Here are Bob Denton’s insightful remarks:
It’s now possible to analyse how the absence of any formal “truth seeking” process in the Muir Panel procedure permitted it to finesse the damning evidence of the e-mails and meander into inconclusiveness.
The first stage was for the Panel to determine that the e-mail enquiry was not really about the e-mails – it was about what the accused, in the event, achieved. The e-mails evidenced the “guilty mind” and prospective conduct of the conspirators. By moving away from the content of the emails they then suggest that the intent of the conspirators became irrelevant. This is a well recognised and rarely successful ploy. If you shoot at a man with malice and miss the consequence of your malice is mitigated, but not its criminality. The Panel, in the absence of any permitted challenge, have equated absence of success to absence of malice.
By focusing on what they actually achieved the accused are given credit for what others have done to thwart their conspiracy. There are checks and balances within the IPCC and Academic Editing processes which prevented the conspirators to a greater or lesser extent from succeeding. Matters which they excluded from the first draft, as a result of the diligence of others, appear in the second or third draft. Papers which they effectively blackball at one journal are published by another where they hold less sway. Thus the Panel give the credit due to the “have a go heroes” who prevent the crime to the criminals themselves.
The degree of their success in blackballing or devaluing competing views then becomes a matter of judgement. The Panel members give them every benefit of the doubt. Their efforts are diluted by other contributors who lack their animus, to the point where the Panel can opine that they achieved none of their objectives.
The accuseds’ degree of success can easily be read differently – there’s a fear of non-conformity with modal thought which pervades climate science, created as a result of their endeavours, which the panel doesn’t acknowledge, but which many others see as the major damage inflicted by them in the field of climate research.
It could be thought that this aberration of procedure was simply a result of a sloppy approach by panel inexperienced in conducting enquiries. However, there are strong pointers to the contrary.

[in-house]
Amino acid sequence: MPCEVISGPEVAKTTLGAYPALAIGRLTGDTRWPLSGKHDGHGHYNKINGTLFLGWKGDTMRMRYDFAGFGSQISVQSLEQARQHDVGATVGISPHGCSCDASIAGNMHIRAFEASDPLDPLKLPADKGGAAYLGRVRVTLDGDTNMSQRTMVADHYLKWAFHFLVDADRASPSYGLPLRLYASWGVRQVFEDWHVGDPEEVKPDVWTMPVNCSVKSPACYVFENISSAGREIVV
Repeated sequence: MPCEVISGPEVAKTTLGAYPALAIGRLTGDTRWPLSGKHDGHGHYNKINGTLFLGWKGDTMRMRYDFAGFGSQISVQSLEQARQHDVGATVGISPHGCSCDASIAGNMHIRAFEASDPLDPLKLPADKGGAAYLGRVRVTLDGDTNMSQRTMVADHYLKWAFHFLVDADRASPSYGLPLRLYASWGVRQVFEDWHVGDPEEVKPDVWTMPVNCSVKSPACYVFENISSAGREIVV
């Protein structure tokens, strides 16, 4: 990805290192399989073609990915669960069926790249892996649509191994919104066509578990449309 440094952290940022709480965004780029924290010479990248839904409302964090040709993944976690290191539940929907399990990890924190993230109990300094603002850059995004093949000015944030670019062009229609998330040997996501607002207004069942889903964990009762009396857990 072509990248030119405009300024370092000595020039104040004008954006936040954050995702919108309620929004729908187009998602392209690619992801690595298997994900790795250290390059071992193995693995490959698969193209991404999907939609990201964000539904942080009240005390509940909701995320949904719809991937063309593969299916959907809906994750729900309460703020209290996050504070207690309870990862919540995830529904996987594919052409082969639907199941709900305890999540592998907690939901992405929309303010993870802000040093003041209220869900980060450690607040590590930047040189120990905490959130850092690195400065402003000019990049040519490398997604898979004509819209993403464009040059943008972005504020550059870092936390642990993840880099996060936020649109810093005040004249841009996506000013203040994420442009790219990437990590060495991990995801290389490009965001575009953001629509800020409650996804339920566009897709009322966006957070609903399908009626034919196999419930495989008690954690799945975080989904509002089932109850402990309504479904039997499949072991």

By adding a lawyer to the panel they would have instantly have added a thousand years of experience to the conduct of its proceedings – Muir, perversely, eschewed this advantage from the start.
From the outset the basic rules of impartiality were abandoned. Geoffrey Bolton, who had a close personal connection with the accused, the department they worked for and the University under scrutiny was chosen as the principal inquisitor. He had no reason to seek to impeach his former colleagues and former university.
In the event, Boulton failed to ask even the most basic questions, such as: “Prof Jones, did you delete any e-mails”. It’s the sort of embarrassing question you can rely on a friend not to ask.
The Panel first failed even to attempt to obtain access to the complete email correspondence until after the originally anticipated publication date for the report. When , at last, they did make an attempt , it was perfunctory. Presumably, in the expectation that things could only get worse if they were inspected, they abandoned the attempt, citing “standard form” spurious reasons. What was initially trumpeted as being one of the main parts of the review – reading the released e-mails in their full context – did not take place., notwithstanding that the complete set of emails were available on a memory stick and could be very quickly made searchable, and searched, as was done with the original release. The panel had simply to start from the emails they had and follow the trail backward and forward. Neither a major task, nor an expensive one, nor would it take that long.
Finally, where the Panel was compelled to a conclusion, as in the case of the WMO graphic, – they found it was deceptive, no ifs, no buts, no maybes – they make no finding about Jones culpability:in a meally mouthed way they merely note that Prof Jones continues to maintain his innocence.
Given all the above I am of the view that the Panel resiled from its remit by intent rather than inadvertence, seeking nothing more from the accused than accounts which would be plausible if unchallenged.
The UEA bought in an Ad-Hoc review panel in much the same way as a lawyer buys in an expert opinion. You buy in the opinion you want.